Review: London Boulevard

Starring: Colin Farrell, Keira Knightly, Ray Winstone, David Thewlis

Director: William Monahan

Freshly released from Pentonville prison and determined not to return to his criminal past, Mitchell finds work as a minder for reclusive movie star Charlotte, with whom he develops a relationship. However, old friends embroil Mitchell in the plans of East End crime boss Gant and Mitchell is forced to confront him.

I have a very low tolerance for British gangster movies. There’s only a handful that have ever really engaged me. The Long Good Friday, Sexy Beast and Get Carter rank among those few. London Boulevard, unfortunately, doesn’t. Which is a shame because, with a cast like this, it should have had something going for it.

Based on the novel by Ken Bruen, London Boulevard is the directorial debut of screenwriter William Monahan, who penned the excellent The Departed for Martin Scorsese. And while I’m very much looking forward to Monahan’s recently announced Becket, it’s not down to any overwhelming promise on display here.

I’ve never been one to condemn a movie simply because it doesn’t have a particularly original storyline. I thoroughly enjoyed some of the most unoriginal movies of the last year. But when you’re churning out yet another criminal-trying-to-go-straight-but-unable-to-escape-his-past tale, you have to bring something extra to the table and this movie just doesn’t do that.

Colin Farrell, who usually brings an abundance of personality to his roles, struggles to imbue Mitch with anything remotely approaching character. But that may be because he’s having so much trouble nailing the London accent. Instead, Mitch is one of those protagonists that leave you rather cold. Noble as his attempts at redemption may be, you never really care if he achieves it or not. He’s just the wrong side of being a dick to really care about.

Knightly seems equally adrift in a role which gives her little to do except look miserable and offer pouty looks to Farrell, who returns the favour by raising his eyebrows a bit. The chemistry between the two is non-existent and the development of their relationship is hurried, clumsy and far too restricted by the need to proceed to the next tough-guy scene.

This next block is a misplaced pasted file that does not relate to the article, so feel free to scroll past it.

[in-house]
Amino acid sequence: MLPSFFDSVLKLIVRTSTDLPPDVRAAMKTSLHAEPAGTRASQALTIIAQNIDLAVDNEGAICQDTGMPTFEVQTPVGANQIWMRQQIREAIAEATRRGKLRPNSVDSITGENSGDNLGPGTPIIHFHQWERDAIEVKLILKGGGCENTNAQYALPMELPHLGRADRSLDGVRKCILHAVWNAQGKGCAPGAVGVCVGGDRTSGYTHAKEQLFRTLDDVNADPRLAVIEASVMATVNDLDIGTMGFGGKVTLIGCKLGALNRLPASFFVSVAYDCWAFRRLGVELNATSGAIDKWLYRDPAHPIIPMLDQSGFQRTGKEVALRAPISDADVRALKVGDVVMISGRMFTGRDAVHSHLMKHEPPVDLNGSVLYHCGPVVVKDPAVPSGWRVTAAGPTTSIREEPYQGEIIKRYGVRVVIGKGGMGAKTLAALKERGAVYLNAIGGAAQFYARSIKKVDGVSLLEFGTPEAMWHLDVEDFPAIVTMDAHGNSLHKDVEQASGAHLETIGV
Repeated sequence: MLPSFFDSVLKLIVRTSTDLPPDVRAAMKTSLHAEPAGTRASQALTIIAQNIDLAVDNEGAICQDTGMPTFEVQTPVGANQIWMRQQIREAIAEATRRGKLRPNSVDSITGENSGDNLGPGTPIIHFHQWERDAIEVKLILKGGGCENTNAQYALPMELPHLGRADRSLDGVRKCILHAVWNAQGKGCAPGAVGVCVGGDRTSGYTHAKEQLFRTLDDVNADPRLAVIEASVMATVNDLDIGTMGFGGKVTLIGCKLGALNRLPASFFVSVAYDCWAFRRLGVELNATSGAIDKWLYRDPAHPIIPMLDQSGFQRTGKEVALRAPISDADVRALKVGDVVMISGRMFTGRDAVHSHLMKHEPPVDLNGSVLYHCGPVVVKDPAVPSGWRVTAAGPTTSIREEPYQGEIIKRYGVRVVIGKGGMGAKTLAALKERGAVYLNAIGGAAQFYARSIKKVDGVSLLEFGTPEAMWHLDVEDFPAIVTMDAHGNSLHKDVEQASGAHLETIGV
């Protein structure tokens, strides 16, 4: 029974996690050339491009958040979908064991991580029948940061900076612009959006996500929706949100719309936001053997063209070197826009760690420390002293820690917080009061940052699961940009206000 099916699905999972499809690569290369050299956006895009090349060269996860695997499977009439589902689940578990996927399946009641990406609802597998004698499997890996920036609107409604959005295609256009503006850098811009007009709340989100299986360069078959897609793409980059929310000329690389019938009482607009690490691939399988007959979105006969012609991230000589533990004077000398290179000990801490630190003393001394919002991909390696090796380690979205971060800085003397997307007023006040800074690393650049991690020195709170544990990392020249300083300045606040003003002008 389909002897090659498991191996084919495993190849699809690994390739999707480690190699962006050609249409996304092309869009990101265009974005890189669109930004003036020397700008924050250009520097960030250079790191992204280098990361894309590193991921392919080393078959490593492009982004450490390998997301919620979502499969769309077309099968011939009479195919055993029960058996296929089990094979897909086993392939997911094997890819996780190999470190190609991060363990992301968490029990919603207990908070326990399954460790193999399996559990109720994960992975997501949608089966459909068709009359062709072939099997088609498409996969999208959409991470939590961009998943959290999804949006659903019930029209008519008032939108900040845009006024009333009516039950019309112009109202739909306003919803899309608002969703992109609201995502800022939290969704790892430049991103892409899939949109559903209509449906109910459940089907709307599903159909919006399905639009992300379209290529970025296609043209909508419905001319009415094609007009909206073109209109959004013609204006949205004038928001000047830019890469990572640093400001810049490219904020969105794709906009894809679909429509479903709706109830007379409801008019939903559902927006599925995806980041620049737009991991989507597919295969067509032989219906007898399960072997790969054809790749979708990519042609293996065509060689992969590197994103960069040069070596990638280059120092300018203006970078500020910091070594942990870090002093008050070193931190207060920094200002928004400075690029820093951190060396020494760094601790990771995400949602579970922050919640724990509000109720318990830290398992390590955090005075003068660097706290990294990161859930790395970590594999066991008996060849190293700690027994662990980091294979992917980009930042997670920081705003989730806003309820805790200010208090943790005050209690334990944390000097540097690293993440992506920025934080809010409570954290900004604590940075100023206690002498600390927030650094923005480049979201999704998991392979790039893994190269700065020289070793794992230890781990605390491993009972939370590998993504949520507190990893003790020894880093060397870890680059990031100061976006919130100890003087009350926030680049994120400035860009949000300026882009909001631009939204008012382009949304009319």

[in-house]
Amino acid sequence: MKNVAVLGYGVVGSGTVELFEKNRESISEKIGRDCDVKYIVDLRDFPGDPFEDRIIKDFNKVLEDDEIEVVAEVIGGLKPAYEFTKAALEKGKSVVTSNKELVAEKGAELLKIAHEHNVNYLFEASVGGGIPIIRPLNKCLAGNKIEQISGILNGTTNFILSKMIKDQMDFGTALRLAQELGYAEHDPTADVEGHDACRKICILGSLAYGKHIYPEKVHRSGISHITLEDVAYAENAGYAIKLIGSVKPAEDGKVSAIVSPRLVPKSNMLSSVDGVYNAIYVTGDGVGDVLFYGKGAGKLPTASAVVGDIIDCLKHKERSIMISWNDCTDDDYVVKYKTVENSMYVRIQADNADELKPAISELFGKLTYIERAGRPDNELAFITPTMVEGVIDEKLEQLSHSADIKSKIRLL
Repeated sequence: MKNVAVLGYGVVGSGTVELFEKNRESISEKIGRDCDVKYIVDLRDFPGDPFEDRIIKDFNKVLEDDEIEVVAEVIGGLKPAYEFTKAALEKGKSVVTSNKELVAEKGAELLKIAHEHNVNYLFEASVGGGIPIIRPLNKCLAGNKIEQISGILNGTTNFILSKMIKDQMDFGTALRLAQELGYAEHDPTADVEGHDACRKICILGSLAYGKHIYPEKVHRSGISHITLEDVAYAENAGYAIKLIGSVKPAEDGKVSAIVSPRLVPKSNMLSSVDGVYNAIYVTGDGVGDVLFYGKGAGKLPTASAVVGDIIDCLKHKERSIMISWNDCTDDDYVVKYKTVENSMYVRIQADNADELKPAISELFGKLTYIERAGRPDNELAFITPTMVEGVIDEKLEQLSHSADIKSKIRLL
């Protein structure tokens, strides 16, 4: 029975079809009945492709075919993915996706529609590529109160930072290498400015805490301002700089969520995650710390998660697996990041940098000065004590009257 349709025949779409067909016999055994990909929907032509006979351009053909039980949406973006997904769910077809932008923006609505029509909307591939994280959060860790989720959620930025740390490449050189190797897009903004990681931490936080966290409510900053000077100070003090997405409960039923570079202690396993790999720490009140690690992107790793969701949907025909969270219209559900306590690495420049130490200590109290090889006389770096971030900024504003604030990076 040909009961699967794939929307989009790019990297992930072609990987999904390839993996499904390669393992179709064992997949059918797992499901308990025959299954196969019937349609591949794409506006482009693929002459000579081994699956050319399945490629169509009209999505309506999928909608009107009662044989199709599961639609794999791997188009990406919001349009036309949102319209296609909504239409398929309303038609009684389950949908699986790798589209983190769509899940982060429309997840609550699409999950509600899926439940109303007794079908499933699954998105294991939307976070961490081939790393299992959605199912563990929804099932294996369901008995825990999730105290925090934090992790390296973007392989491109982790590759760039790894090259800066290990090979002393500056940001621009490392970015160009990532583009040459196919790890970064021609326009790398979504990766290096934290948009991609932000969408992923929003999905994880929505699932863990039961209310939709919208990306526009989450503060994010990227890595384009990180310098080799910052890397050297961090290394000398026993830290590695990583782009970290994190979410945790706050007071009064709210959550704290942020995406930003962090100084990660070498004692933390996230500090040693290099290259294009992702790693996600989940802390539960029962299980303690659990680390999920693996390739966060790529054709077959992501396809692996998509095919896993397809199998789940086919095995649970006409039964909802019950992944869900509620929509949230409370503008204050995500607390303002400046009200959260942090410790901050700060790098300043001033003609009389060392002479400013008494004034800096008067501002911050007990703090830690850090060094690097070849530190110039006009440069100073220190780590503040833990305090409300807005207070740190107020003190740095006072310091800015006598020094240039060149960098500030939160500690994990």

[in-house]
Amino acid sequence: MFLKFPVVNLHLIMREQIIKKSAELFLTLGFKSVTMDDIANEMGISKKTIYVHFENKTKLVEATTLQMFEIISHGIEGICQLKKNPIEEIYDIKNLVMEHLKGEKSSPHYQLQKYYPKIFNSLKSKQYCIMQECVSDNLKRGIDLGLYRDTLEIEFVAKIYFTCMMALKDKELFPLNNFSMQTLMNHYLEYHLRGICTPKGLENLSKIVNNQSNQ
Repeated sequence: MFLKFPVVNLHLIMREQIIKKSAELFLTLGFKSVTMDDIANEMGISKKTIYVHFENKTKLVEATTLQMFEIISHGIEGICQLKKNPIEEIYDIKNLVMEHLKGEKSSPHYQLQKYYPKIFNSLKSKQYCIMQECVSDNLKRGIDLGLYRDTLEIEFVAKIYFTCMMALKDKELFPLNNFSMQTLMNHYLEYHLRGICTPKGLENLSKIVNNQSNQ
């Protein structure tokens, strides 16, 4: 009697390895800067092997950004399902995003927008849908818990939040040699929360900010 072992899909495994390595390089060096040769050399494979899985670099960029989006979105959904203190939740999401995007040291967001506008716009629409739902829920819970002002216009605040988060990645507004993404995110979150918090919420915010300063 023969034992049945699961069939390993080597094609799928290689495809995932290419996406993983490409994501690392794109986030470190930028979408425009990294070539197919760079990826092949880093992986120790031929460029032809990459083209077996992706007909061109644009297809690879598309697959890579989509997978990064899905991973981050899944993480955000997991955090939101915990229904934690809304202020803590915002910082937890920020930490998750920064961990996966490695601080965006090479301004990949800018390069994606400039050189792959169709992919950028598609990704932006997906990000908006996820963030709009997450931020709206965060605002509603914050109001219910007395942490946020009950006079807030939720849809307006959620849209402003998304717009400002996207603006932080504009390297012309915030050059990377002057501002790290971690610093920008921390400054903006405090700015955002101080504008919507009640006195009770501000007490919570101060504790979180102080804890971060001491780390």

Enter Ray Winstone as sinister, powerful psychopath Gant. Entertaining as his scenes are, this is the kind of role that Winstone can do in his sleep. And sometimes he looks and sounds like he might be doing just that. Maybe he’s just as bored as we are. In a movie crammed with completely unsympathetic characters, at least Gant is supposed to be.

Colin is less than impressed with Ray’s Michael Caine impersonation

The only actor who really engages is David Thewlis as the wasted, acerbic and surprisingly violent actor Jordan. His is a character that truly surprises, the only one in the movie that does, and the film sparkles just a little whenever he is on screen. Sadly, he’s not on screen long enough to rescue London Boulevard from being just another boring British gangster movie filled with another group of boring characters.

Still, it does have a good soundtrack.

Rating – 1 Star

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12 people thought reading “Review: London Boulevard” would be a good idea. Stranger still, they left messages...

  1. rtm

    Oy, another bad review on this one. I was intrigued by the romantic part of this movie, as the subject matter is kinda similar to The Bodyguard which is one of my guilty pleasures. But if you & Custard are saying there’s zero chemistry between Colin & Keira, then I might as well skip this one.

    Reply
    1. Richard Post author

      Yeah, I’d have to say this doesn’t have anything in common with The Bodyguard at all. Other than the fact that I didn’t enjoy The Bodyguard much either. ;-)

      Reply
      1. ruth

        The Bodyguard has a lot of issues, but at least Whitney + Kevin had some believable chemistry… and I also love the soundtrack.

        Reply
        1. Richard Post author

          Okay, I’ll give you that. There was chemistry. But it had that song which was EVERYWHERE for months and drove me insane. ;-)

          Reply
  2. Custard

    OOOH We echo each other here don’t we?

    Thewlis is definitely the best part of the movie. Great lines but as you say way too short on screen!!

    I loved Winstone’s spitting gangster, but as you all know I am little bit in awe of the hardman (I need a father)

    The soundtrack is good, but why if it it is set in modern day does it harp back to the swinging sixties??

    Great review my friend.

    C

    Reply
    1. Richard Post author

      I wondered the same thing about the soundtrack, but it seems to me that the whole movie was trying to recapture something of that swinging London feel.

      Reply
  3. Custard

    Also the film should win the award for …. Using the C word for no apparent reason!!

    I got bored trying to count how many times they used it. very poor

    Reply
    1. Richard Post author

      I’d have to watch it again, but I’m pretty sure Ray Winstone’s recent ’44 Inch Chest’ has this beat for the ‘C’ count.

      Reply
  4. Colin

    I absolutely hated this movie. Somehow I gave it 2/10 but, for the life of me, I can’t figure out how it got that much. You said you don’t like Brit gangster films much, but you didn’t mention Mona Lisa. Try it; it’s fab :-)

    Reply
    1. Richard Post author

      Hey, Colin. Yeah, I’ve seen Mona Lisa. Been a while, but it was never a favourite of mine. Still, we can both agree that it’s miles ahead of this movie. :-)

      Reply

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